"All Race Face spiders are designed for anticipated loads generated by a single rider riding a conventional mountain bike. In this tandem application, the spider tabs are supporting loads from 2 riders. We have not designed this spider with this application in mind. I am not surprised that the tabs have failed in the way shown in the photos - it is not the intended use of our product. I would not anticipate any different result with the replacement spider either. We can not recommend that customers use our MTB spiders in this way. We should suggest that the customer use components designed specifically for tandem bicycle use. Unfortunately we do not have any products like that in our line."

I think it's square taper time. I wish there was a better answer but if there is, I don't know what it is. I'm going to install a narrow wide chainring and bash guard on a more conventional triple crankset and hope for the best. Newer ain't always better.

I do wonder somewhat about your point if there was a stress riser between the chainring and the spider. I'm not sure I'm curious enough to want to put it back together and have to walk back to our car again. It really ruined our ride and it is one of my favorite trails where we broke. I've not had a lot of time to ride lately and was really looking forward to some tandem time.
 

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If you can convince my stoker to do all the pedaling for two people, your 1x crank you suggest will be great. Otherwise I need a way to couple the captain's crank to the stoker's because this is a tandem!
Oh, sry. I just skimmed the thread. It is however a triple crank. (I just made it 1X)
 

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This is a full custom bike that I designed. I am the bike manufacturer.

Square taper worked for 100 years. If you haven't used it, you're missing out. Instead of needing to be tandem, boost, or fat-bike specific, square taper allows the same crank to be used on all with a change of bottom bracket. Now that we rely on the crank spindle to provide the width and chainline adjustment instead of the bottom bracket, manufacturers have to make a ton of different products instead of the mostly-standard stuff they were doing before. If I'd known square taper was an option for q factors this wide, I might have never messed with an external cup bb on this bike.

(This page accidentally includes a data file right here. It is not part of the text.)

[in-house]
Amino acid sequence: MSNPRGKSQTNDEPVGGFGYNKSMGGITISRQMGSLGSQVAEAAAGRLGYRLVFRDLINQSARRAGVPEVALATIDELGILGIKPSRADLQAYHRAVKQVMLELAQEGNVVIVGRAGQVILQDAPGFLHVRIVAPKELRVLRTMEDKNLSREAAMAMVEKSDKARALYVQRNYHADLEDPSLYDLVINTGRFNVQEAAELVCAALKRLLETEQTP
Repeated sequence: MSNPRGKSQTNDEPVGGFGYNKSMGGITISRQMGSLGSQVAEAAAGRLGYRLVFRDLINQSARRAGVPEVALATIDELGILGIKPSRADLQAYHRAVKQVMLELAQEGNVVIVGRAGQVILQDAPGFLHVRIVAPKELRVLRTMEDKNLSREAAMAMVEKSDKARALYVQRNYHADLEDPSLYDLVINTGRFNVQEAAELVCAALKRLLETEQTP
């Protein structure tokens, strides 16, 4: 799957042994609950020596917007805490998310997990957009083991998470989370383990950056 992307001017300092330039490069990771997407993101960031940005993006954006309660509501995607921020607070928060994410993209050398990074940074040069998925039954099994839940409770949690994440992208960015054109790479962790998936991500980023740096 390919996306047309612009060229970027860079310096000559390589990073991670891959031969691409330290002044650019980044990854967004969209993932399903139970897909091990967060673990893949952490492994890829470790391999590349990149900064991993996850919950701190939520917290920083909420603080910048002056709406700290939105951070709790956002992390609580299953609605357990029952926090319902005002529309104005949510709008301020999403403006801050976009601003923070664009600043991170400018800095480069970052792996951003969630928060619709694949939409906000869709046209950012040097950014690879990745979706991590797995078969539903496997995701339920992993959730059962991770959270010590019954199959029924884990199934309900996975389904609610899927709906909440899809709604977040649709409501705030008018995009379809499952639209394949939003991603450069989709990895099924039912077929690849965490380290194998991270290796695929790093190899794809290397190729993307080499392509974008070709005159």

Weight is absolutely never a consideration for me because nobody thinks about how great their bike is being a few grams lighter when they're pushing it back from the backcountry (sure wish I had a few more grams of material on the broken spider right about now). But even if weight was a consideration, Jan Heine's blog explains why square taper setups are not necessarily heavier when you take the crank into account and have substantial advantages, including durability when the crank has to be removed and reinstalled:





If you can convince my stoker to do all the pedaling for two people, your 1x crank you suggest will be great. Otherwise I need a way to couple the captain's crank to the stoker's because this is a tandem!
You neglected to mention a lot of necessary information, like the fact it is a tandem.

The Rene Herse article you linked says they don't recommend their square taper cranks for MOUNTAINBIKES.